- By Peter FeaverPeter D. Feaver is a professor of political science and public policy and Bass Fellow at Duke University, and director of the Triangle Institute for Security Studies and the Duke Program in American Grand Strategy. He is co-editor of Elephants in the Room.
The Obama administration’s decision to support a tough UNSCR on Libya at the very last minute has left me flummoxed. For weeks the administration has been talking down the various military options that now seem imminent.
The administration claimed that it was illegal to arm the Libyan rebels, but it now appears that they quietly encouraged Egypt to commit this allegedly illegal act. The administration talked down a no-fly zone back when the rebels were strong and the moral and material support of a no-fly zone might have been decisive. Now they have joined in authorizing a much tougher no-drive zone that could involve substantially more air-strikes and associated collateral damage.
Throughout, the president has let others in the administration do the talking on Libya, and most of their talking has been negative. It has been widely reported that two of his principal national security advisors, NSA Donilon and Defense Secretary Gates, have strongly opposed military action. The administration as a whole has let others make the case for military action. And the administration has done little (the president, even less) to mobilize the public and Congress to support U.S. intervention.
How can this make sense? I see two possibilities.
Perhaps the Obama administration has cleverly figured out a way to bring about the neoisolationist fantasy of the 1990s: making the rest of the world shoulder the load of global policeman. Many of the critiques of U.S. military intervention over the past twenty years have been critiques of U.S. involvement, not military intervention, per se. The cases in Somalia, Haiti, Bosnia, Kosovo, and so on were deemed not to be in our interest. Perhaps they required military intervention, but let someone else bear the costs.
The Bush 41 and Clinton administrations tried this, but were never able to get the rest of the world to handle matters satisfactorily. The United States was "indispensable," Clinton’s Secretary of State Madeleine Albright concluded. If we did not lead and shoulder the leader’s load it would not get done, whatever it was that needed doing (the East Timor exception that proved the rule notwithstanding).
In Libya, the Obama administration followed the old Bush-Clinton playbook, but stuck with it much longer. For weeks, nothing much happened. Hawks bemoaned the fecklessness. Doves praised the "strategic reticence." And Qaddafi steadily slaughtered the rebels.
Finally, the French and British couldn’t take it anymore and, just before the rebels couldn’t take it anymore, forced through the Chapter VII UNSCR that made military intervention imminent.
But intervention by whom? What if the Obama plan is to only do the easy bits (command and control, refueling and other logistics, overhead intelligence) and let the others do all the hard bits, including all the bits that are likely to lead to unwanted casualties, terrorist reprisals, and the like? What if his plan is to let the Europeans figure their own way out if things go badly?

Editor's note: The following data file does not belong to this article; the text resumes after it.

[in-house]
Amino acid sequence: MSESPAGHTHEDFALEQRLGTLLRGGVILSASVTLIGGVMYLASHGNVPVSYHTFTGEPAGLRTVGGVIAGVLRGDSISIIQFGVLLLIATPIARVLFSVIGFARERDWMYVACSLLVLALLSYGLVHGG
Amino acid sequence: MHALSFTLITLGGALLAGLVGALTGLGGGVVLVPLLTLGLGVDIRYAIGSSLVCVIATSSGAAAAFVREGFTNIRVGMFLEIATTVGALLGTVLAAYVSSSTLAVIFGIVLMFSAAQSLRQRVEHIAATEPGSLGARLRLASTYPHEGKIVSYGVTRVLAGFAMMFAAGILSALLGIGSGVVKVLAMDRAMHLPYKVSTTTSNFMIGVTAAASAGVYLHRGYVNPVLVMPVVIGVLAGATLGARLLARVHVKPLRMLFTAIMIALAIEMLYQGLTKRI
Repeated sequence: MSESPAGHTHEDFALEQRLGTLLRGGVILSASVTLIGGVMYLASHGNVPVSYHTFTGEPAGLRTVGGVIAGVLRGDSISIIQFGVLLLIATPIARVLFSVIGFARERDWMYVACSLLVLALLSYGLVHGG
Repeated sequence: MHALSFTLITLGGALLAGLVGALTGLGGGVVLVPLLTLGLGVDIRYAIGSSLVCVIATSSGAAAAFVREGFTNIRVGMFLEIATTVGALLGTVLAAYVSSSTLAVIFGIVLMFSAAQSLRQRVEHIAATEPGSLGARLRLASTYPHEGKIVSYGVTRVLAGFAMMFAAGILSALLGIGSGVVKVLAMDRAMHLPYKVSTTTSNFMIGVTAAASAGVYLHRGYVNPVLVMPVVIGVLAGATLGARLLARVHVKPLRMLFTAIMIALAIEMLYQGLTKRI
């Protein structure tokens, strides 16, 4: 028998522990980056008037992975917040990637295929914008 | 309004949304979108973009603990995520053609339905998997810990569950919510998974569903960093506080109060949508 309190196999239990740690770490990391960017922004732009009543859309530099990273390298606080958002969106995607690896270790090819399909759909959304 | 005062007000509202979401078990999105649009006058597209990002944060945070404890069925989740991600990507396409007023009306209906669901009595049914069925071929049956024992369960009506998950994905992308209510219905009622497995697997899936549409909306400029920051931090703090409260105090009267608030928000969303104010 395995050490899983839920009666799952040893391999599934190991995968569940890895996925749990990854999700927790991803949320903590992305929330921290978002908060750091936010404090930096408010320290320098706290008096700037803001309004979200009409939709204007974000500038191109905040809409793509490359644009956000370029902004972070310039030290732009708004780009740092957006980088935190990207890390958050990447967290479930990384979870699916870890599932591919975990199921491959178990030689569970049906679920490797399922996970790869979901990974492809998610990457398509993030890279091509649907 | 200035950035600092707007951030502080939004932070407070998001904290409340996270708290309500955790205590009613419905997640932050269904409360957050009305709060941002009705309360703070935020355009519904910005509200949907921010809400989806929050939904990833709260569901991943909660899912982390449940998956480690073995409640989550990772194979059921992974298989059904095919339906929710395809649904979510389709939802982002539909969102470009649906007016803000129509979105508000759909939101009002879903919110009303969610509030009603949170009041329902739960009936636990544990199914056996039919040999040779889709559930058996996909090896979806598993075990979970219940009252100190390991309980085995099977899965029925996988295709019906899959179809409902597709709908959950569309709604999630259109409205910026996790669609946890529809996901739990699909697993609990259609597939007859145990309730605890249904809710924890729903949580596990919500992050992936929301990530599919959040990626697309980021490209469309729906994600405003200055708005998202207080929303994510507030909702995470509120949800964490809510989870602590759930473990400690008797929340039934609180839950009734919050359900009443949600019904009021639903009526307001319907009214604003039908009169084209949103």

If that was the plan, the last thing you would do if you were president would be to take ownership for this war by mobilizing public and congressional support. You would move on to other matters of state — long-planned regional summits, for example — and wish your allies well.
If things go well (which your national security team has led you to rather doubt), you can afford to let the others bask in the glory. If things go poorly, it will be clear that you had doubts from the beginning but you were just being a good multilateralist and letting others do what they felt it necessary to do.
I am not saying this is the right thing for a president to do. I am saying that this would make everything that we have seen more plausible.
Or perhaps the last few weeks don’t make sense. It may be that the Obama administration is willing to commit U.S. forces despite not preparing the public or the Congress for what would be the third major military attack on a Muslim country since 9/11 (something even the Bush administration shrank from doing). There is some evidence that the administration does, in fact, envision major U.S. involvement.
If so, they have their political work cut out for them. They must provide a rigorous rebuttal of the critics who have opposed military intervention (starting with the senior members of their own national security team). They must secure congressional buy-in (the Bush administration sought congressional authorization before going for U.N. authorization in Iraq — the Obama administration will have to do it the other way around). And they must mobilize public support.
Check that: the president must mobilize public support. If President Obama is committing U.S. forces (and prestige and resources) to this fight, he must also commit himself to leading the American public.
I think it would be folly for him to do what he has done in Afghanistan: mount a major escalation while doing essentially nothing to mobilize public support for that escalation. In Afghanistan, the president appears to have bet that political inertia would prop up public support long enough for the surge to work — and perhaps that bet was reasonable given the long commitment already in place to Afghanistan, and his own campaign rhetoric about a "necessary war." I don’t think that same bet is reasonable on Libya.
I suppose there is a third option. Perhaps the administration is extremely lucky. Perhaps the mere threats laid out in the UNSCR will be enough to tip the balance in Libya. The earliest signs give reason to hope.
Viewing the alternatives, I think the lucky option is the best one available.